On November 17, 2021, it was reported that Jefferson County Public Schools (Louisville, KY) has discovered at least ten guns on campus so far this school year, and some behavioral therapists and police believe students are bringing the weapons to class for their own protection. 19-year-old shooting survivor Victoria Gwynn said, “From Kindergarten to 12th grade, I’ve never experienced as much gun violence and guns being around..." Gwynn doesn’t understand how and why children are getting their hands on guns.


“It’s terrifying; they’re like babies, middle schoolers, elementary; they’re getting guns and bringing them to school,” she said. “I believe the adults play some type of part in it, because where are these young kids getting guns from at this age?”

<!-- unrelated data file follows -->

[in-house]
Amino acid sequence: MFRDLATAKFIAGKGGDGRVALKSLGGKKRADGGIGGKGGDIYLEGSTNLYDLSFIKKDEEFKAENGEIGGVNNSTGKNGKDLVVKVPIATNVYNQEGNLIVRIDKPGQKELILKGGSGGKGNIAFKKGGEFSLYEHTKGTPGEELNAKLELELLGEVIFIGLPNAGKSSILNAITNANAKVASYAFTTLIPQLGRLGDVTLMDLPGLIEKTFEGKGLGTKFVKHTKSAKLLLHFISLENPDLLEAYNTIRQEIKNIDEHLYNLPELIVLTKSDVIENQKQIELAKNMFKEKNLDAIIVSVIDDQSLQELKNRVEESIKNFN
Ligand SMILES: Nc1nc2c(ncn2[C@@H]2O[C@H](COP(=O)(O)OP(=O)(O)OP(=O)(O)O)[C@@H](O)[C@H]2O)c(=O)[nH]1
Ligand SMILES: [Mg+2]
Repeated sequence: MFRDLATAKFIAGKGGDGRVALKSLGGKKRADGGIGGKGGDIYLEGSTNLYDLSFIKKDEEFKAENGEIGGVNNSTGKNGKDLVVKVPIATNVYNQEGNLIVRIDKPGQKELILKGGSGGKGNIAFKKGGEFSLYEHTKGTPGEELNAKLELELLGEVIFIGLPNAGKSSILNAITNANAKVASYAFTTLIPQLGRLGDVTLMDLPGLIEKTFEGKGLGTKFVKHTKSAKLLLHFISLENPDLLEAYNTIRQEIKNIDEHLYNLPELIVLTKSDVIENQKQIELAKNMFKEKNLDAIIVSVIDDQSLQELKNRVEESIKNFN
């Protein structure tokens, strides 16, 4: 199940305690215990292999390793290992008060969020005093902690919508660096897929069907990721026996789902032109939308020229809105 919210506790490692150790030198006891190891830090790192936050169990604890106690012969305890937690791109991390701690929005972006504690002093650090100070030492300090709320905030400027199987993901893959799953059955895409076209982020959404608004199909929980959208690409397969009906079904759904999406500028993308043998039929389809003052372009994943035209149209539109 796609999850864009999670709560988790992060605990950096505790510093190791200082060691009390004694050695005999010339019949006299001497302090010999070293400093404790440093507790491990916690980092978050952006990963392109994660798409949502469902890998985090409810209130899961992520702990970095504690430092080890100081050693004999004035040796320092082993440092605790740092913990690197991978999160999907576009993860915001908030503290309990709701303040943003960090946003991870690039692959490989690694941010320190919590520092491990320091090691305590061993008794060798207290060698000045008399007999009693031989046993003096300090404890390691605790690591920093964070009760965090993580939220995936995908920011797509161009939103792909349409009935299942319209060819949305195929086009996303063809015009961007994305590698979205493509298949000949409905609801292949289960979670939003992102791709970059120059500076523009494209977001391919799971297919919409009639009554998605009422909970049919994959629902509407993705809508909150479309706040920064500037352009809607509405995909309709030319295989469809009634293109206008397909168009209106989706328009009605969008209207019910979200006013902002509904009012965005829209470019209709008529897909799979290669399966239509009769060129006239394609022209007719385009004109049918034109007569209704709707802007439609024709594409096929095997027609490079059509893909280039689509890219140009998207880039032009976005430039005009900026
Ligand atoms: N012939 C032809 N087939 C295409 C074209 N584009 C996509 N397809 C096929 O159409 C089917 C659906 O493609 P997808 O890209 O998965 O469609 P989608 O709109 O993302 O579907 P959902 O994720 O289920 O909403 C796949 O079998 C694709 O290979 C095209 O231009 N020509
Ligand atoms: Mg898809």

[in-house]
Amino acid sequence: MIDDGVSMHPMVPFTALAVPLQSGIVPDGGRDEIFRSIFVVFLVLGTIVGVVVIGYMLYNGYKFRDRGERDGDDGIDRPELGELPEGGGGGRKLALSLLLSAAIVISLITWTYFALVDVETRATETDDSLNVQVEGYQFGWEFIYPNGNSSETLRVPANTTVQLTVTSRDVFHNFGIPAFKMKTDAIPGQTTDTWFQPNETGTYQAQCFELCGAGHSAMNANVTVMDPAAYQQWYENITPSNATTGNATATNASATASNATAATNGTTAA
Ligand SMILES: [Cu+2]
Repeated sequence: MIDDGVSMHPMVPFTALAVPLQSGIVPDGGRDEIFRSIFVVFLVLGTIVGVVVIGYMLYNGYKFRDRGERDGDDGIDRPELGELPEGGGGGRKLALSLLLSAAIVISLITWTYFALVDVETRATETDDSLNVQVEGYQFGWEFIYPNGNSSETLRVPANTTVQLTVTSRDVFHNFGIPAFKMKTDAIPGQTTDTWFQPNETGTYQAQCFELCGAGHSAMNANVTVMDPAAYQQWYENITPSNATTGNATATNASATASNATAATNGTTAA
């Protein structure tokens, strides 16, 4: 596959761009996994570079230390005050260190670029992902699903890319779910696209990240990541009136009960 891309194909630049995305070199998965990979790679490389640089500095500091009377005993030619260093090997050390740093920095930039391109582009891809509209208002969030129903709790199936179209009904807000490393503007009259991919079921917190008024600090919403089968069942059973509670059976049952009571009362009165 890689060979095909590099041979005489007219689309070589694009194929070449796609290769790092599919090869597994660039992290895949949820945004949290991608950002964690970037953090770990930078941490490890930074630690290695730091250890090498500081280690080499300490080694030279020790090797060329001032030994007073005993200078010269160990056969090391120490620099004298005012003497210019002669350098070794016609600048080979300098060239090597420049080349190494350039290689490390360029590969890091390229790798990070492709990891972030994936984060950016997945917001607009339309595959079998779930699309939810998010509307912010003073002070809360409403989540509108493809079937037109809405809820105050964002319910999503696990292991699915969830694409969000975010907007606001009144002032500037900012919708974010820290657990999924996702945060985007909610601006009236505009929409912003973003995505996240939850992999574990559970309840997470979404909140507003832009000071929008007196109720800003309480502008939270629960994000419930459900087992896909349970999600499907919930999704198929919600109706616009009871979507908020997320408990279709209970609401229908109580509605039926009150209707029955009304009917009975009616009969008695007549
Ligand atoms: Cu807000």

On November 3, 2021, a Greenville County, SC elementary school student brought a gun to school, according to school officials. Thankfully that gun was not loaded and not in working condition.


Child Access to Firearms

America has more guns than any other nation in the world – and that number continues to grow each year. 32% of Americans say they personally own a firearm according to the 2021 National Firearms Survey. This means that more than 81.4 million Americans own guns. This number only includes adults over 18. When you include family members who live in their same household as a gun owner, that number jumps to 41% of all Americans. Gallup has this figure estimated at 44% of households.


This means that more kids are encountering them in the home.